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injuring the sculpture, we preferred to let it remain, to be excavated by ourselves at some future time, or by some future traveller.” Vol. i.
He thus describes another idol :
“The beard is of a curious fashion, and joined to the moustache and hair. The ears are large, though not resembling nature ; the expression is grand; the mouth partly open, and the eye-balls seem starting from their sockets : the intention of the sculptor seems to have been to excite terror. The feet are ornamented with sandals, probably of the skin of some wild animals, in the fashion of the day. The back of this monument contrasts remarkably with the horrible picture in front. It has nothing grotesque, or pertaining to the rude conceits of Indians, but is noticeable for its extreme grace and beauty. In our daily walks, we often stopped to gaze on it, and the more we gazed, the more it grew upon us. Others seemed intended to inspire terror, and with their altars before them, sometimes suggested the idea of a blind, bigoted, and superstitious people, and sacrifices of human victims. This one always left a pleasing impression; and there was a higher interest, --for we considered, that in its medallion tablets, the people, who reared it, had published a record of themselves, through which we might one day hold conference with a perished race, and unveil the mystery that hung over the city.” Vol. i., p. 152.
The idols and altars are all made of a single block of stone, which was cut out of the neighboring mountains. The quarries may still be seen, at the distance of about two miles from the ruins. The stone is of a 'soft griť. How the huge masses were transported over the irregular and broken surface, between the city and the mountains, cannot now be imagined
“ In many places,” says Mr. Stephens, “were blocks which had been quarried out, and rejected for some defect; and one spot, midway in a ravine leading toward the river, was a gigantic block, much larger than any we saw in the city, which was, probably, on its way thither, to be carved and set up as an ornament, when the labours of the work. men were arrested. It remains, a memorial of human plans baffled.”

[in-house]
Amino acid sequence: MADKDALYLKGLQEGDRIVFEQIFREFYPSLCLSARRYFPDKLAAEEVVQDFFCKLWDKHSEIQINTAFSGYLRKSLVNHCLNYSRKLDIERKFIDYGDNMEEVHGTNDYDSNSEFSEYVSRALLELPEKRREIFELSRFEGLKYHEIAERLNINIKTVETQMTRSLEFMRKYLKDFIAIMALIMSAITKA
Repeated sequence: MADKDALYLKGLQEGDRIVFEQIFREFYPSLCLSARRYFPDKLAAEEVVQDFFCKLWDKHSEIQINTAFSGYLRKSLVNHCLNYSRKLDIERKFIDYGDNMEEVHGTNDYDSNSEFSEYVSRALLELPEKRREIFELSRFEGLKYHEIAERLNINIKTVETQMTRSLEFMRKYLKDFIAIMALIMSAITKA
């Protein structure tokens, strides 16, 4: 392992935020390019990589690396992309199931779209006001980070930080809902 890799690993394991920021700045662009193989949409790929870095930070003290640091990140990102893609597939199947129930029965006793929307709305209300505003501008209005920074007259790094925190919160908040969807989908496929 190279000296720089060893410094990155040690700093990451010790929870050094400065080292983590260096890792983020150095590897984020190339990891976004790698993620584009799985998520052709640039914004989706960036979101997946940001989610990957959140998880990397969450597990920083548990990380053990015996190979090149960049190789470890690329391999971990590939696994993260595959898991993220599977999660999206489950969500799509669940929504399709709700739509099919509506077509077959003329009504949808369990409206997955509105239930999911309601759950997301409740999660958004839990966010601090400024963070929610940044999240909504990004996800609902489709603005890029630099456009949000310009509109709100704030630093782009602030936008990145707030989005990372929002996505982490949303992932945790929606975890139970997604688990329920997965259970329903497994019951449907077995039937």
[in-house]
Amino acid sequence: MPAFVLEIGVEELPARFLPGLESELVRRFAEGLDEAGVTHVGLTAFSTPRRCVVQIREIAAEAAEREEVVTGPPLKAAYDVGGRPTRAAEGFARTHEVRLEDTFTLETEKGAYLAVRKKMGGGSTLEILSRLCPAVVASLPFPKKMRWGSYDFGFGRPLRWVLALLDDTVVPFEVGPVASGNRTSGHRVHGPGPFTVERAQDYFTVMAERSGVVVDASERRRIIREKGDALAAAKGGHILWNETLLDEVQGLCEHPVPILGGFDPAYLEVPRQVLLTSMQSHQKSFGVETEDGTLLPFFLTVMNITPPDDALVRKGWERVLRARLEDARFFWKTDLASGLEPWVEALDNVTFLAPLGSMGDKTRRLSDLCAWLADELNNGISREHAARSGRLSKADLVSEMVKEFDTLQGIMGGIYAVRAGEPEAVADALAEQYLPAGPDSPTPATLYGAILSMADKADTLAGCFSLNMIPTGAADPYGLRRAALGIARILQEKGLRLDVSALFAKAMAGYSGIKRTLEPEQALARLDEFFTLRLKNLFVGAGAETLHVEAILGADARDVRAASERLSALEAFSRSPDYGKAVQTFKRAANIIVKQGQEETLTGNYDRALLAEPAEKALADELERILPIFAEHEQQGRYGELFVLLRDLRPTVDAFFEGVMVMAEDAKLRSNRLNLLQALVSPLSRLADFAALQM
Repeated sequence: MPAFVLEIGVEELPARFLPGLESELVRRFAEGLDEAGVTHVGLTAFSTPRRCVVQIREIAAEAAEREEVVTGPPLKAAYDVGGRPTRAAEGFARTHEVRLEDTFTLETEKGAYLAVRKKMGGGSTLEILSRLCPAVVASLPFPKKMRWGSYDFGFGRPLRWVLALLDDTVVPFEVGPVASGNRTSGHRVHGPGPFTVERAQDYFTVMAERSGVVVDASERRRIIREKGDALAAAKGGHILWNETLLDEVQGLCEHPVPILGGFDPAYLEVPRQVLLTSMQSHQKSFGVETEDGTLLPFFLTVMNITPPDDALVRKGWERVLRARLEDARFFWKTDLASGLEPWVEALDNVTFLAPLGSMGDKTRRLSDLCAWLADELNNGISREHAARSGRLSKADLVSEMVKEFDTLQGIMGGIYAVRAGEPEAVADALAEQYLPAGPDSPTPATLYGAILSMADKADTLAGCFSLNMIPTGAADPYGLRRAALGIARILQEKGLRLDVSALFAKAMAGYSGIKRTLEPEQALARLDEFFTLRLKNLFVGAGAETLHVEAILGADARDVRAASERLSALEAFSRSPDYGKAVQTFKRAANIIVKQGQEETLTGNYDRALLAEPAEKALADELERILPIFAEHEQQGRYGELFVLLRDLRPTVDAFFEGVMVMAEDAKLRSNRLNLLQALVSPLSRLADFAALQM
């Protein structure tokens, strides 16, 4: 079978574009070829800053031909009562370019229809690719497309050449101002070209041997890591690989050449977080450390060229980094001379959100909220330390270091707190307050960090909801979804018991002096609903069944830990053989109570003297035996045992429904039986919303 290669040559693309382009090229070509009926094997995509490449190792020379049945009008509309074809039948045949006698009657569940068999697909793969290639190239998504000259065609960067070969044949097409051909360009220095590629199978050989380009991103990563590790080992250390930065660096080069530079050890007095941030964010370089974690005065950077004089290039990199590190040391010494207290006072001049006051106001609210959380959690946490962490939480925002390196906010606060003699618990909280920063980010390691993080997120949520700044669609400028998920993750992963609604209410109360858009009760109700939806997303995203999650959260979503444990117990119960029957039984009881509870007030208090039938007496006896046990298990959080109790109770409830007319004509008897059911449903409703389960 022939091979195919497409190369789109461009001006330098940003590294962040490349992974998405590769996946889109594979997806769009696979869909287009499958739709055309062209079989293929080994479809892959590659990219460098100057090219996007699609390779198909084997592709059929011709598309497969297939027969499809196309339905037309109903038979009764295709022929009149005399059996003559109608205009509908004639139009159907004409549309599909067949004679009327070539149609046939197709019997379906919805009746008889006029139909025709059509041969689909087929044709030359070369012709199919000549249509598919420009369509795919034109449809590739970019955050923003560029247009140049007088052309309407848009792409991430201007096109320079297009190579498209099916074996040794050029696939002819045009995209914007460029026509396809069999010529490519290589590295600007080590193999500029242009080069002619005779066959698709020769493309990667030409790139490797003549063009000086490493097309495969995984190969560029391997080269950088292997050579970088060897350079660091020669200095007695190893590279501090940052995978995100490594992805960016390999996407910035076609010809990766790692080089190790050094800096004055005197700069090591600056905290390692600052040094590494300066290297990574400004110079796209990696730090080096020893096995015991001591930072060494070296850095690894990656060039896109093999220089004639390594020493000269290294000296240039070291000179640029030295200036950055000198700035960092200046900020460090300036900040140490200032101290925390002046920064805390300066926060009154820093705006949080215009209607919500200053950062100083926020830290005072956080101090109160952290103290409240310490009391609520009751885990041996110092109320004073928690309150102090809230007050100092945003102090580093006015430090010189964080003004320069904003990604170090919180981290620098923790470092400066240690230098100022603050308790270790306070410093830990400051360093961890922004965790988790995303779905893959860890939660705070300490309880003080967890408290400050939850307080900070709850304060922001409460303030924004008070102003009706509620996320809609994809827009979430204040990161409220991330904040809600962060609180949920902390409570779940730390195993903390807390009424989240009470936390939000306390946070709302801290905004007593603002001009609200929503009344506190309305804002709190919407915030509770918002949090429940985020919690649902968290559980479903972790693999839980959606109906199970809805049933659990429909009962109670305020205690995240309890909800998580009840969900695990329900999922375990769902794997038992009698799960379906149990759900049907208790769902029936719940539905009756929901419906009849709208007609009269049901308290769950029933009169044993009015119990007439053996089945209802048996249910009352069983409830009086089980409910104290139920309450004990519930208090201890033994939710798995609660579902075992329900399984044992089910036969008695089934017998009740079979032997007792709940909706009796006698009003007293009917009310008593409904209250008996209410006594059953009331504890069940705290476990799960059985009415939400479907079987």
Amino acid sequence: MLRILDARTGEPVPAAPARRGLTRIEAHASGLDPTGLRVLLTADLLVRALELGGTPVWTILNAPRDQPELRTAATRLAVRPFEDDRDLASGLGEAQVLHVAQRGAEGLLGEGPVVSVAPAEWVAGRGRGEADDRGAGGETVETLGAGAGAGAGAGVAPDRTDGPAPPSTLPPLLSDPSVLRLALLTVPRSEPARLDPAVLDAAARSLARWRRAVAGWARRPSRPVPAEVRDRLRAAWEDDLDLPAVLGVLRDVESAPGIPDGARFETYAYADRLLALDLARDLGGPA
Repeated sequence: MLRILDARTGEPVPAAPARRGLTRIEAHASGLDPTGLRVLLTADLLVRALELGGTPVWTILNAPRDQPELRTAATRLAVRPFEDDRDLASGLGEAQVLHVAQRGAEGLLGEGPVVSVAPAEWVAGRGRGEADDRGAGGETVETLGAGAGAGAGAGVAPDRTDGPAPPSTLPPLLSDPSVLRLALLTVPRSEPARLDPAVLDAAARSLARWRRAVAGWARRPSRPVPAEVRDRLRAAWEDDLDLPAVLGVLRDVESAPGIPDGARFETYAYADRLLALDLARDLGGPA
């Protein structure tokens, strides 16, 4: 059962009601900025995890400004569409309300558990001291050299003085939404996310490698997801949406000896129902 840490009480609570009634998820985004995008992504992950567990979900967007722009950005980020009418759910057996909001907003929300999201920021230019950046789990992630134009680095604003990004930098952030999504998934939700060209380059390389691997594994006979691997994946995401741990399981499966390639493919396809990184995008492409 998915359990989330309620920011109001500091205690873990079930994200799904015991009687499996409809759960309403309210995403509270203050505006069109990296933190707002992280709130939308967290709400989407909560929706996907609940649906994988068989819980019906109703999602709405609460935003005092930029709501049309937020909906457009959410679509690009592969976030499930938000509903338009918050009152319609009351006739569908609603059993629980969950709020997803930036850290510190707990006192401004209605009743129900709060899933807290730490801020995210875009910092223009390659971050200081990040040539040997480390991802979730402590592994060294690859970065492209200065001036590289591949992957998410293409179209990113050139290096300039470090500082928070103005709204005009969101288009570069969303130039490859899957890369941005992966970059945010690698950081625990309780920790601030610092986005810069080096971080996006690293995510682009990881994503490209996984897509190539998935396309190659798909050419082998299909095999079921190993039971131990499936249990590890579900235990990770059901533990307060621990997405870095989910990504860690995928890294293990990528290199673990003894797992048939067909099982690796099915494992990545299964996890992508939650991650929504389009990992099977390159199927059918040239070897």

It is remarkable, that the ornaments of these idols and altars differ from those of all other countries. Battle scenes, warriors and weapons constitute the chief subjects of the sculptor's art. But here, none such are found. Monkeys, crocodiles and serpents, alone decorate, or rather deform these specimens of sculpture. And this entire absence of all
those scenes of warlike glory, with which even the most refined of ancient, as well as modern nations, delight to deck their public structures, induces us to believe the people of this region to have been mild and inoffensive. So far, no specimen has been found of iron, or indeed of any other metal, -no ornaments to explain the manners and customs, nothing which reveals the history of the daily life of this people. Imagination can people the palaces at Uxmal and Palenque, deserted and waste, with invisible, yet potent spirits. But the living, actual man, as he lived, moved, and had his being, it cannot restore, nor conceive. At Copan, neither palace nor private house survives the ruin of its inhabitants. As the cross, that the traveller of the Appenine meets in his way, marks where some wayfarer fel temple of Copan marks the spot where a rich and great people perished.
The ruins of Palenque and Uxmal deserve a more particular notice than we have given them. But our limits do not allow further notice of these volumes ; indeed, no language can, without the aid of engravings, or other copies, convey adequate and correct ideas of these ruins.